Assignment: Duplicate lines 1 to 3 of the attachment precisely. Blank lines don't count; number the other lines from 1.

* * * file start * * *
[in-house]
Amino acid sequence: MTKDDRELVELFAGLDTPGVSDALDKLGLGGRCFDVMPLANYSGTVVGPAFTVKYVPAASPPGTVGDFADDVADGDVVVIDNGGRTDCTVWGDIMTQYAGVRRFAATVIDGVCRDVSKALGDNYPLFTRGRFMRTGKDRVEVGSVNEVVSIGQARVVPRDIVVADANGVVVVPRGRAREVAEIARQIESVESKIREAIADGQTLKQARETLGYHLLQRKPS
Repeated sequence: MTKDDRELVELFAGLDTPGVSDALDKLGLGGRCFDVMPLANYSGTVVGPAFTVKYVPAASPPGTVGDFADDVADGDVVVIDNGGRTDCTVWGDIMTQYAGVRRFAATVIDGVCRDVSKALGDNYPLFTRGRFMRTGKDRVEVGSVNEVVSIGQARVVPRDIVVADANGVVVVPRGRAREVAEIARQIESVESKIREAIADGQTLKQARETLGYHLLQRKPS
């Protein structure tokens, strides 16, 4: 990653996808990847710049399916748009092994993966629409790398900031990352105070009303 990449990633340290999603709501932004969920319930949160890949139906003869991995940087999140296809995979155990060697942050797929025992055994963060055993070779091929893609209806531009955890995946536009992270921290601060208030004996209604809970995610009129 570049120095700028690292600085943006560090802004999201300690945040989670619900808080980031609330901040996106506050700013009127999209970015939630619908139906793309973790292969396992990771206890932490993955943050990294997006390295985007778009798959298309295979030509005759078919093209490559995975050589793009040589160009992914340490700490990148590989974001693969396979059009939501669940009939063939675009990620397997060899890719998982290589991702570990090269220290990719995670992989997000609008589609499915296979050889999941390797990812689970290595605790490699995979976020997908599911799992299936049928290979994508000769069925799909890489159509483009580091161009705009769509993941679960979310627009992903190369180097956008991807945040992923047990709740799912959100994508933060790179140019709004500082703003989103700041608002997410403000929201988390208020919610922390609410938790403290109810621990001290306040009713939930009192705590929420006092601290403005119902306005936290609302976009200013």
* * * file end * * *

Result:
[in-house]
Amino acid sequence: MTKDDRELVELFAGLDTPGVSDALDKLGLGGRCFDVMPLANYSGTVVGPAFTVKYVPAASPPGTVGDFADDVADGDVVVIDNGGRTDCTVWGDIMTQYAGVRRFAATVIDGVCRDVSKALGDNYPLFTRGRFMRTGKDRVEVGSVNEVVSIGQARVVPRDIVVADANGVVVVPRGRAREVAEIARQIESVESKIREAIADGQTLKQARETLGYHLLQRKPS
Repeated sequence: MTKDDRELVELFAGLDTPGVSDALDKLGLGGRCFDVMPLANYSGTVVGPAFTVKYVPAASPPGTVGDFADDVADGDVVVIDNGGRTDCTVWGDIMTQYAGVRRFAATVIDGVCRDVSKALGDNYPLFTRGRFMRTGKDRVEVGSVNEVVSIGQARVVPRDIVVADANGVVVVPRGRAREVAEIARQIESVESKIREAIADGQTLKQARETLGYHLLQRKPS